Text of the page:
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Meet Elmiene, the soul singer following a path to greatness

Combining elements of classic sounds with neo-soul, Elmiene is winning rightful praise across the globe.

By Arwa Haider

Elmiene (Picture: Ariel Pedatzur)

Elmiene’s 21st-century soul exudes plenty of classic melodic hooks – and at the same time, it just hits different. This 22-year-old British singer-songwriter (aka Abdala Elamin) mixes smooth, sweetly poetic vocals and raw sentiments in his original material; he draws inspiration from 1990s neo-soul icons such as D’Angelo, while also expressing intensely personal experiences, masculinity and vulnerability.

Over the past couple of years, Elmiene’s talent has aligned with stars from the club scene to couture fashion and beyond; his breakthrough track ‘Golden’ was selected to soundtrack the final show by style visionary Virgil Abloh, and Stormzy also reached out to co-write with him. After a range of acclaimed releases (including the brilliant Marking My Time EP and latest track ‘Lover You Should’ve Come Over’), and packed-out gigs on both sides of the Atlantic, he’s now (rightly) hotly tipped for the spotlight in his own right – and as proved by his onstage charisma and reflective recordings, he’ll be doing it in his own sublimely laid-back style.

You first discovered your passion for classic soul and R&B as a music-mad schoolkid – why did those genres especially resonate with you?

“Growing up, I was a quiet only child; I’d spend all day watching people, just observing mannerisms. I felt like soul and R&B was based on observations, things that aren’t always obvious to the naked eye – like,’90s neo-soul, Donnie Hathaway’s ‘60s and ‘70s records, or Stevie Wonder’s classic records, they all speak about the unspoken and the unseen, in a way that’s tangible and so eloquent. It really captured my imagination as a kid: ‘this is sick, what’s going on?’ Stevie and Donnie taught me how to sing; it’s in my DNA, my blood.

You’ve teamed up with an amazing range of artists – co-writing with Stormzy; working with Sampha, Jamie Woon and James Vincent McMorrow on your own material… what makes you click with a collaborator?

“That sense of introspection is important. All of the artists I’ve really resonated with, like Sampha, they’re all people that have evidently spent a lot of time on themselves, not just their craft, but their character. The conversation in the studio is the best part – whenever you resonate with someone, it’s like: whatever we make, let’s just have a good time. That’s the kind of seed that will make great music, and all of them have that.

“Stormzy kind of reached out to me just off my voice on ‘Golden’, because there wasn’t anything else to go on at that time. It just felt like respect from the person who is the most respected in England right now – I felt like, OK, if I can get the attention of these kinds of people, there’s something to believe in myself.”

As a British soul artist, how did you recently find playing your debut gigs in New York and LA?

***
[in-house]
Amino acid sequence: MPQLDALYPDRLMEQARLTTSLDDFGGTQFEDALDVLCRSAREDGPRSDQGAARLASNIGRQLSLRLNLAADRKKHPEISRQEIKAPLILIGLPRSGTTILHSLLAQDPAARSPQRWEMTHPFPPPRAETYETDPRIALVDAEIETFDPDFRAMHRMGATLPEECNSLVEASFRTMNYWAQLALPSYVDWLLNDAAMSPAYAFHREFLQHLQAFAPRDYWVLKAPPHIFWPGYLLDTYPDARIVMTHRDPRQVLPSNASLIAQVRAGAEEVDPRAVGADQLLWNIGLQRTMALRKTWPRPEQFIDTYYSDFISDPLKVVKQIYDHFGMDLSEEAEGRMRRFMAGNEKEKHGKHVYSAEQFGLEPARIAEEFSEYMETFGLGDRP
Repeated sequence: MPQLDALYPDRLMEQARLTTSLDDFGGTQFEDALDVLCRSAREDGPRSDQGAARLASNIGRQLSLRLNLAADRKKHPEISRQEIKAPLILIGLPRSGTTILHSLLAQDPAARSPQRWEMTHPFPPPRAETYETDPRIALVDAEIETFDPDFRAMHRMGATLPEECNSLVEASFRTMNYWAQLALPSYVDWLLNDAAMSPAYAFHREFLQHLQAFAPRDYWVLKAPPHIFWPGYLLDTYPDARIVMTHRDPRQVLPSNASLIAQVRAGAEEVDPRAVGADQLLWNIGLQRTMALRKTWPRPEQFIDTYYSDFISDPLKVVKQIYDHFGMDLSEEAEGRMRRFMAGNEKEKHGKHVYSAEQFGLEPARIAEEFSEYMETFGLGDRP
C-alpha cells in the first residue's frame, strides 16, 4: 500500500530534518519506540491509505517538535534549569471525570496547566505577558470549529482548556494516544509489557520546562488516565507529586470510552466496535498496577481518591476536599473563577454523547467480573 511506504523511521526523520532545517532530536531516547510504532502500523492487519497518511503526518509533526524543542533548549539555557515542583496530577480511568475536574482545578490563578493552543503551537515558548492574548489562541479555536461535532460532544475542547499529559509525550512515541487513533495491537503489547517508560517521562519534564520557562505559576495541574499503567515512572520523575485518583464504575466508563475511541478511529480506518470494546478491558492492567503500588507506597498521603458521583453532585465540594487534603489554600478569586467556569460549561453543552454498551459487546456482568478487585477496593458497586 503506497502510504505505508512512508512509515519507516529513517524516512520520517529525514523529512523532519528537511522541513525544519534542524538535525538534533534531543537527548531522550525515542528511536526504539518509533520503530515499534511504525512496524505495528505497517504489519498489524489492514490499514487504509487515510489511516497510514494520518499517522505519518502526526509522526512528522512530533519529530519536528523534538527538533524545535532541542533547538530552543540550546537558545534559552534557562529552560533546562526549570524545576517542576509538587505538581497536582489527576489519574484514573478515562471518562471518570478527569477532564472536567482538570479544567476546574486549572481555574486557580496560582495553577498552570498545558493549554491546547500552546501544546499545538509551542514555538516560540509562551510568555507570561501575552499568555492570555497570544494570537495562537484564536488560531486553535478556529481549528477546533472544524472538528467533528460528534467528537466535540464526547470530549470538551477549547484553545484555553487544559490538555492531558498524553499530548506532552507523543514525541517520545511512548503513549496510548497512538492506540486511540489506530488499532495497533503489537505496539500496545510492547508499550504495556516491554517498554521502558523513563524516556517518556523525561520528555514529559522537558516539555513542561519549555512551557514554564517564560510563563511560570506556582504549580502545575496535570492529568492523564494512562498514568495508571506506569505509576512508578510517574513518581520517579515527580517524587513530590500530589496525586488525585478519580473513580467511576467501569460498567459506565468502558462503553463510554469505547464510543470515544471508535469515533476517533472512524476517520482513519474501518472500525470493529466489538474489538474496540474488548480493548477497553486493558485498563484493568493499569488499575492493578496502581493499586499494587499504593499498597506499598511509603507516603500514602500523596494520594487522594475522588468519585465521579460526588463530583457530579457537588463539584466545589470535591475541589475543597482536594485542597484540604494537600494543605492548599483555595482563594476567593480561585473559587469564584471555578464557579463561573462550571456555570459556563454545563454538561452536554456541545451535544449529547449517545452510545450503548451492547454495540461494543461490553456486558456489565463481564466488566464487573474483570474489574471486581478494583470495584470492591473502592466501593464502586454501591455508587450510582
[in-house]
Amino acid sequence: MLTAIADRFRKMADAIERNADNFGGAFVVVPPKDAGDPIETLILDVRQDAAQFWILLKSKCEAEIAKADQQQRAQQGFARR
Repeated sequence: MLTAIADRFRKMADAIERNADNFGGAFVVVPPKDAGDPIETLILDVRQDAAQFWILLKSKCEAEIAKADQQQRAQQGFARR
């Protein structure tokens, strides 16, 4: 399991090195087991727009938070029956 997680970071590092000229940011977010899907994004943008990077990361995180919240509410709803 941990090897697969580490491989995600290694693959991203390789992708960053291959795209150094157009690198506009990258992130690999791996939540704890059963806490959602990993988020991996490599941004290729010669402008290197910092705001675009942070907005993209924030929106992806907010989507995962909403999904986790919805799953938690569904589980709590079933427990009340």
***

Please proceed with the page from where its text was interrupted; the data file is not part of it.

“Weirdly, it felt like home, because the music is from there; even certain notes or chords get a different reaction from people, because they’re so familiar with them. When I play a song like “Mad At Fire”, which is very R&B-centric, people are singing all the words as soon as it starts. I like to do a thing between songs, like an R&B quiz, where I sing an obscure old record that I love, and they always know it. The energy is just different.”

Has writing emotionally candid lyrics always come naturally to you?

“I was raised by my mother for most of my life, so it never felt hard to get to that point, though the track ‘Mama’ was a feeling that I really wanted to describe for a long time . My father didn’t get to that level of emotional connection with me until later in his life. I realise that being connected with yourself, and honest with your emotions, is just the easiest way to live – and I’ve seen so many people that don’t do that, and the effects of it. The good part is doing something you love; it always feels like you’re coasting.”

Besides music, you’re a self-professed manga fanboy – how have Japanese comics inspired you?

“Manga means everything to me. Especially [famously long-running pirate fantasy series] One Piece, which really raised me. Whitebeard is my favourite character from that series, because he was like this father figure to characters who didn’t have anything. All of the dreams and themes around One Piece built the character that I am now. When I’m on stage, I’m like [One Piece pirate captain] Luffy, with my crew and armada!”

You’re steadily building an Elmiene songbook – but are we going to hear a debut album in 2024?

“The plan is another EP in early 2024, and then the album. Albums are very important to me, because my biggest goal is to be able to look back at a physical discography. Yeah, there’s nothing like having my records on the shelves alongside all these incredible works; I can’t imagine how amazing it is for D’Angelo to look back and see Black Messiah, Voodoo, Brown Sugar – or Prince: Sign O’ The Times, Purple Rain, 1999… I love the complete project.”